Up-and-coming playwright Kait Kerrigan doesn’t mind if one of her plays makes it to the Great White Way. It is not that the writer’s indifferent to Broadway; she just has another goal in mind for her burgeoning pieces.
“I grew up in community theater, so on some level there’s always a part of you that’s thinking about … the day that my show is visible [is the day that] my community theater back home does it,” said Kerrigan. “Not because they know me, but because they want to do it.”
Kerrigan and fellow playwright Colin McKenna share the same view of Broadway: Though they would never turn down an offer, especially with the likes of a Broadway budget, the two artists think that their works might be better suited elsewhere.
Naturally, Broadway always seems like a dismal pipe dream for any playwright. For the two writers, who will each have a work featured in the Chautauqua Theater Company’s New Play Workshop this season, a regional theater is the perfect place for their shows to gain traction.
“It’s hard to find home right now, in the theater world,” said McKenna, whose new work, Dark Radio, opens Thursday at Bratton Theater. “That’s why places like Chautauqua are so important in the theater world.”
McKenna said that the theatrical atmosphere of Broadway is sadly changing, making it even harder for a new playwright to showcase his work. He feels that the New York City theater scene is specifically catering to the needs of the audience rather than artistic innovation. A number of musicals are featuring the “magic” of Disney — as noted with the short-lived The Little Mermaid — and many plays are stuffed with Hollywood A-listers, like Tom Hanks in Lucky Guy and Orlando Bloom in an upcoming revival of Romeo and Juliet.
“When I look at my work, I don’t see it going up there,” McKenna said. “I don’t see this as a particularly adventurous time in producing theater. I think people used to come to Broadway to see what the New York theater scene was doing and then that would spread to the rest of the country.”
Even so, regional theaters sometimes fear taking that leap with new playwrights; new works, especially coming from an unknown name, tend to be financially frightening. McKenna said that he doesn’t blame artistic directors for playing it safe, usually having to choose a recent Broadway smash to work into their season.
Breaking into the business as a playwright is no easy feat. Oftentimes, works will be workshopped, rewritten, read through and rewritten again several times before gaining any serious momentum.
“If you tell people you got an MFA from Tisch [School of the Arts] in dramatic writing or playwriting, people are like, ‘What, you can get a degree in that?’ ” McKenna said. “It’s like Bavarian folk dancing or something — what do you do with that?”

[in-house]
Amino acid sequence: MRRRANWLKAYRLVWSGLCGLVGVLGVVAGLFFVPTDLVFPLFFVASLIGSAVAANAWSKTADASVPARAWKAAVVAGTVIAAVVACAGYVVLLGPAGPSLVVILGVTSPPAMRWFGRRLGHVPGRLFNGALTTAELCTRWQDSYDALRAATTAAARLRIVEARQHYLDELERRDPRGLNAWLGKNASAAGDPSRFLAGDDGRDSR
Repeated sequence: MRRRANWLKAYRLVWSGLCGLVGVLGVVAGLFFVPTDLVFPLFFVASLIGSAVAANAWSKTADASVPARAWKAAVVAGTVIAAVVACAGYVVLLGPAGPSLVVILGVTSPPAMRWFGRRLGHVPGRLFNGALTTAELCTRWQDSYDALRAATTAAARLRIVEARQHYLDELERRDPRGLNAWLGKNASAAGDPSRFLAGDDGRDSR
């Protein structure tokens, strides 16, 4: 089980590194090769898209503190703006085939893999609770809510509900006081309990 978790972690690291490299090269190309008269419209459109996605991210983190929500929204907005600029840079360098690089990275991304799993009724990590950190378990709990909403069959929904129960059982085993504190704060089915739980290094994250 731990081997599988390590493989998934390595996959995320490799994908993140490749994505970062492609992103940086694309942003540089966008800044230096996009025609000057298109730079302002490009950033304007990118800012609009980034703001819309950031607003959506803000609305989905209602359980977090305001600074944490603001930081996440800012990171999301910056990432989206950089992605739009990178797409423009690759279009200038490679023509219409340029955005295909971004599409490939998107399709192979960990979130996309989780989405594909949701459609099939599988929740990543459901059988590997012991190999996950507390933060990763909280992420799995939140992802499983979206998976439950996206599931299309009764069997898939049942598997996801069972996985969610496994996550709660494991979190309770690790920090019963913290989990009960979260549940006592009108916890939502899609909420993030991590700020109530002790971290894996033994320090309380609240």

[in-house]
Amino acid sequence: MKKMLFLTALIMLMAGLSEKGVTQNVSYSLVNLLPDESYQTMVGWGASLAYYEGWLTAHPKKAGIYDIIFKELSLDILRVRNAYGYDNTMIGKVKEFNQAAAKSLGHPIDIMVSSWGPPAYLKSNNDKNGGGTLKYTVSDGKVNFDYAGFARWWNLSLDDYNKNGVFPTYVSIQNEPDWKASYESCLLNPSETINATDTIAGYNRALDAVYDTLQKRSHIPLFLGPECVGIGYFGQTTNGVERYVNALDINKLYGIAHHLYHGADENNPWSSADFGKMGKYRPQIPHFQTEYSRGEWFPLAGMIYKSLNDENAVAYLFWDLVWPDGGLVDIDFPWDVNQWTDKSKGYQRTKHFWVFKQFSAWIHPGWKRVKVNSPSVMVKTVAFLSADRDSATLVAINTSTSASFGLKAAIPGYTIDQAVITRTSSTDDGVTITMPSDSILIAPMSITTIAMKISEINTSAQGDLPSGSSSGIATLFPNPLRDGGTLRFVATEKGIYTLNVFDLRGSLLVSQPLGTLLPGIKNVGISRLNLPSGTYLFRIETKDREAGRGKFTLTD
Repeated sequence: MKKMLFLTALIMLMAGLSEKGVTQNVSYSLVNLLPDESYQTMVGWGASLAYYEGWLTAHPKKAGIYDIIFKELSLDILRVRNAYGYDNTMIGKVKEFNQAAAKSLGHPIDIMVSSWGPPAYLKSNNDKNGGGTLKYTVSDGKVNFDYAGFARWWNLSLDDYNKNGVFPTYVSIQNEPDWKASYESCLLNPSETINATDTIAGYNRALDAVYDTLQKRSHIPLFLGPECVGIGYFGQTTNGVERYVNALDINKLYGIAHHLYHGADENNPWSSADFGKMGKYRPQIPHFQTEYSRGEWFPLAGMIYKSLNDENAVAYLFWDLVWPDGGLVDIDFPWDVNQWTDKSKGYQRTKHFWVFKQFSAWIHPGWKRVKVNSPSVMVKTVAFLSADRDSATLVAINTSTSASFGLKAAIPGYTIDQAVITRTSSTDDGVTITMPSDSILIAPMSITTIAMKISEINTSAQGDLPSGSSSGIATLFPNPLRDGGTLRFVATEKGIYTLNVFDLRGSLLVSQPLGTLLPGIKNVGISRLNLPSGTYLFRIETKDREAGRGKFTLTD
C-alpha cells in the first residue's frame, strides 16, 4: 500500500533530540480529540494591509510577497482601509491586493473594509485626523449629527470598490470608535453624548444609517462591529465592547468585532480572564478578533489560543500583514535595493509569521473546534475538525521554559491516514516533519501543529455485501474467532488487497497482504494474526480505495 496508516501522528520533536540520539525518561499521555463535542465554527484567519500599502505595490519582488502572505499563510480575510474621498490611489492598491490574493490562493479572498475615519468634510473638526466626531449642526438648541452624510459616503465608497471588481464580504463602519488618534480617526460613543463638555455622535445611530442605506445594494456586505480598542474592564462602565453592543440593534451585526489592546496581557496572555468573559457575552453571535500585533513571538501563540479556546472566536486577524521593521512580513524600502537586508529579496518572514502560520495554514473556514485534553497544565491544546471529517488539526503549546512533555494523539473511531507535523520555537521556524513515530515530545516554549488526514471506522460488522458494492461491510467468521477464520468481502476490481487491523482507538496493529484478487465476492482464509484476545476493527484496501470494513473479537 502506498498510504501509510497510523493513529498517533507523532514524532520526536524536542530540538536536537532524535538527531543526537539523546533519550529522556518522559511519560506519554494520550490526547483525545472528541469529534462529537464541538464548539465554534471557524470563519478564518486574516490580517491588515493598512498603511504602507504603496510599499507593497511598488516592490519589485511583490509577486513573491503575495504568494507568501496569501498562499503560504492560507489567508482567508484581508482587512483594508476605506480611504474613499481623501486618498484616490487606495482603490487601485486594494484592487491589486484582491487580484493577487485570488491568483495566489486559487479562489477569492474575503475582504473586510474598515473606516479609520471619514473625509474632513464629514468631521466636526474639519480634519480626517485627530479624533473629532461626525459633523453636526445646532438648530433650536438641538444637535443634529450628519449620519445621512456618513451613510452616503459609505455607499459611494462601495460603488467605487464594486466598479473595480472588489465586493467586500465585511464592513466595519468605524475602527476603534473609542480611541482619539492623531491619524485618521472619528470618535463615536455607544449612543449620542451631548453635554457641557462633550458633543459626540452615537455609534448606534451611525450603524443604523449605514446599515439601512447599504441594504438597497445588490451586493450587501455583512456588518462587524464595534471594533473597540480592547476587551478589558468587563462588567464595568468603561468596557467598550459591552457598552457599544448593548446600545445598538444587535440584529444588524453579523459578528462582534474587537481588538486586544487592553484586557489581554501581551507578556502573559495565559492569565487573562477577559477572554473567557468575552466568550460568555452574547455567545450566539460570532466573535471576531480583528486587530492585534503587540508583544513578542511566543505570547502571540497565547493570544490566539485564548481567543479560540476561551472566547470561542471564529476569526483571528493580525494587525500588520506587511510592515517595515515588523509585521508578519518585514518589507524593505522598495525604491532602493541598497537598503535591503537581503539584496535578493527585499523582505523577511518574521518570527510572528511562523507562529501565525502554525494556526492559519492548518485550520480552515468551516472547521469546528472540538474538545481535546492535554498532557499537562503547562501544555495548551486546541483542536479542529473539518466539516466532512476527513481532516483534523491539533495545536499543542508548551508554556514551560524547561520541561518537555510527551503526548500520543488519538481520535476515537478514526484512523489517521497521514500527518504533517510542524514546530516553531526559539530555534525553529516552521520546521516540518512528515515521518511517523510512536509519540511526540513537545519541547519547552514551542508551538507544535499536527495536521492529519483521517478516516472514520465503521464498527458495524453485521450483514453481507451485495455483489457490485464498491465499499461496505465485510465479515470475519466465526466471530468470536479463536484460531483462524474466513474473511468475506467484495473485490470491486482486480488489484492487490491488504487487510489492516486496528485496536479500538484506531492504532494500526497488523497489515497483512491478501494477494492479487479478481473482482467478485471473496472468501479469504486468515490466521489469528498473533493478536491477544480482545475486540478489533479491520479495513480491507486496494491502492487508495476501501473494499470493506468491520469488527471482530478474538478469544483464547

Kerrigan hasn’t earned a graduate degree in dramatic writing, which she said can make it even more difficult to break into the playwriting world. Aside from writing plays, Kerrigan is a musical librettist — she won the 2009 Edward Kleban Award for most promising librettist for the children’s musical Henry and Mudge — often working with friend and composer Brian Lowdermilk.
Kerrigan began writing plays while she was a student at Barnard College, even working on children’s musicals.
“I do feel very lucky for having done children’s theater more than anything else,” she said. “I learned economy and how to make sure that your story continues to compel an audience until the bitter end. I mean, there’s no one more critical than a 6-year-old in an audience.”
When it comes to writing, both Kerrigan and McKenna have very similar habits. Though both admit they don’t spend hours writing when they get up in the morning — they both wish they were more disciplined — they tend to have writing bursts.
Kerrigan described her periods of nonwriting with a term her mother coined: “gathering periods.” She said that it’s another, more generous term for writer’s block. McKenna and Kerrigan usually have writing spurts, usually following a period of research and reading — a gathering period.
“I have a tendency to be really excited about writing and pushing through or really voraciously reading and taking in movies and art and bringing in all these new ideas,” Kerrigan said.
Both writers have seen many of their scripts simply collect dust, which showcases the bitter side of their profession.
“I’ve gotten to the point where, if I’m not passionate about it, no one else is going to be passionate about reading it or seeing it,” McKenna said.
Playwriting was not something that the two writers consciously chose to do. Kerrigan was an English literature major while she was in college. It wasn’t until she worked on her first devised piece of theater that she began to take writing more seriously. McKenna, a Fordham University graduate, worked in the New York City theater scene doing technical work and directing before he evolved into a serious playwright.
And though both have seen professional success, they still consider themselves emerging writers.
“As a craft, it’s a difficult one that takes a lot of time and a lot of years to get better at,” McKenna said. “So, I guess I’m only starting to write plays that I really want to put my name on. I guess in that way, I’m emerging into the playwright I want to be.”